At the very end of the film, people don't notice that the 60-year-old conductor has a relationship with a teenage girl. Only David sees it and he hurts the teacher with his disappointment. The pain of realizing that the boy's idol has been destroyed is transmitted to the conductor himself. The old man says that Nori needed care but he misunderstood her. Others do not understand the meaning of these words but David, sitting at the table with the teacher's family and answering the question of the conductor's wife if he wants to eat more, says that he can no longer do this. And, for sure, it's not about food at all.

At first, it seems as if the conductor and Nori are opposing the main character. In the end, the viewer sees that there is no struggle between anyone — there is one within themselves, which almost always ends tragically. There are no villains or heroes. Some people see only a part of what they can see.

The idea of this film is that all three main characters are victims. Everyone is surrounded by the outer noise, which they interpret differently. They develop misunderstanding and fear because the model of the world, which was in their heads for a long time, eventually ceases to function. They are forced to adapt to external conditions — the ones that were created by other people trying to do the same, and who also do not see the whole picture.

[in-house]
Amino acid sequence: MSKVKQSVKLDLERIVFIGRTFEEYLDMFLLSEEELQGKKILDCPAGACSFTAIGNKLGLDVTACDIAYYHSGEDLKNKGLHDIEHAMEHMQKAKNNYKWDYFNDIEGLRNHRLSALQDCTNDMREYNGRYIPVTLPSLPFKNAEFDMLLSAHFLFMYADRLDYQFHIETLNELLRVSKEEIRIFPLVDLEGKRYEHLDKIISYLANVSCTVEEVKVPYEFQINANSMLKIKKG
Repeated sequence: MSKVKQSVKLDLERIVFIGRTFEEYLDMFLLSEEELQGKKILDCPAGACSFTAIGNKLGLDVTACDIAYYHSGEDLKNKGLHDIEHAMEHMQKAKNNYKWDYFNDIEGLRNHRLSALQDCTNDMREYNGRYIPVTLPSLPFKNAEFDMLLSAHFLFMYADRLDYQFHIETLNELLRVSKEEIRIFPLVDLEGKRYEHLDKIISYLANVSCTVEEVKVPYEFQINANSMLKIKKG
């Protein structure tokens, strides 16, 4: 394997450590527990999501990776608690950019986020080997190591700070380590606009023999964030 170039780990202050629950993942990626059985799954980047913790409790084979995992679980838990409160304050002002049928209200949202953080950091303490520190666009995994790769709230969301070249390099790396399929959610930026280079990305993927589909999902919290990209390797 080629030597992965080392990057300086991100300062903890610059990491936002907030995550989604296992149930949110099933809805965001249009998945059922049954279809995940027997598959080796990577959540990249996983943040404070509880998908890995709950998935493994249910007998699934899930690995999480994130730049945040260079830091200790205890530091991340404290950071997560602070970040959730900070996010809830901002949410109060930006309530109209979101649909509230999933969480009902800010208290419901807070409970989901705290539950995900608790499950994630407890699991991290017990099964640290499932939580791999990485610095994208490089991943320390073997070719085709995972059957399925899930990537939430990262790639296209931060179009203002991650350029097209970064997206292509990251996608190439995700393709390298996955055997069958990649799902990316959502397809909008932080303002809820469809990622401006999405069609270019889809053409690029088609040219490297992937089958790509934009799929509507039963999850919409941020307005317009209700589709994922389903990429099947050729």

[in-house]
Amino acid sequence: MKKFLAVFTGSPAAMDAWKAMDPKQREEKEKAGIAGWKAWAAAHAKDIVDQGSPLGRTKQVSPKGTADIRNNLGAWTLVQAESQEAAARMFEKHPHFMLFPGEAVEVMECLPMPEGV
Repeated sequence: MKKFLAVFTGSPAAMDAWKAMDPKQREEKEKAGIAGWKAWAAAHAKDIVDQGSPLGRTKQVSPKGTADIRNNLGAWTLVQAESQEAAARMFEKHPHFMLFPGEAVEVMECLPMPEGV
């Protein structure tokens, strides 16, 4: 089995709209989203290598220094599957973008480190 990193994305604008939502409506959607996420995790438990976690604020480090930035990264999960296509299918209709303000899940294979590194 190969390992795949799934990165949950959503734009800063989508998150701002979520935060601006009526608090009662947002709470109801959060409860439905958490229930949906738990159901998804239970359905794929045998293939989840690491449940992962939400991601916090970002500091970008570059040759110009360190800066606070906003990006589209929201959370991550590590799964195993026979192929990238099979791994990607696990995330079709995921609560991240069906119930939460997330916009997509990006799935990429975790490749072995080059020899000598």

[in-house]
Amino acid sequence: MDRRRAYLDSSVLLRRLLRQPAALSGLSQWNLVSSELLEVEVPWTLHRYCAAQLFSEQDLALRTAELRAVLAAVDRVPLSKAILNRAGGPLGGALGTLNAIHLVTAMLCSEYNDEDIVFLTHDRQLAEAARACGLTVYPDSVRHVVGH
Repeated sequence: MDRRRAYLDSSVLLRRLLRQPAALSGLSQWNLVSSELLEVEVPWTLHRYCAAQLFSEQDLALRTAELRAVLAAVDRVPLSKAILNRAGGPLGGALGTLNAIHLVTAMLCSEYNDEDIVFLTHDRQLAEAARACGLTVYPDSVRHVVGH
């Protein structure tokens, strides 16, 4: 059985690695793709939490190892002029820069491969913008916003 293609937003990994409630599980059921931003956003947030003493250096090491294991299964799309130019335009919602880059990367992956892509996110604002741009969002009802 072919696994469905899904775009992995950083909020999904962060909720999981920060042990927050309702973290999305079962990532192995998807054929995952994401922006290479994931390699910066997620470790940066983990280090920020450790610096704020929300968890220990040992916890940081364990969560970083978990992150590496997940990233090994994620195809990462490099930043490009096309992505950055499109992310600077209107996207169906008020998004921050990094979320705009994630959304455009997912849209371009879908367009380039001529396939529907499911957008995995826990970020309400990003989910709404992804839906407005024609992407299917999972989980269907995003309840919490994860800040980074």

The movie ends abruptly — a black screen appears, and the music turns off for a while. The audience stays silent. But for how long?
 
On the Quiet – The Way How We Are Lost in Sounds

REVIEW/NATION
by Anastasiia Preizner
20.05.2021
The lack of mutual understanding can appear not only in the everyday life but also within a creative team if the members are sensitive people. And the thing is that sometimes human beings don't hear or don't see what's going on. Does this mean that the world around us is too complicated to understand, or do people see only what they want to see? Such questions are asked in the Hungarian film On the quiet (2019), directed by Zoltán Nagy.
The plot of the film is based on the story of 18-year-old David, a talented violinist who plays in a youth orchestra. The guy studies music more than anyone else in the group plays solo parts and idolizes his 60-year-old conductor and mentor at the music school. David and the teacher have such a trustful relationship, that it seems as if the man replaces the boy's father.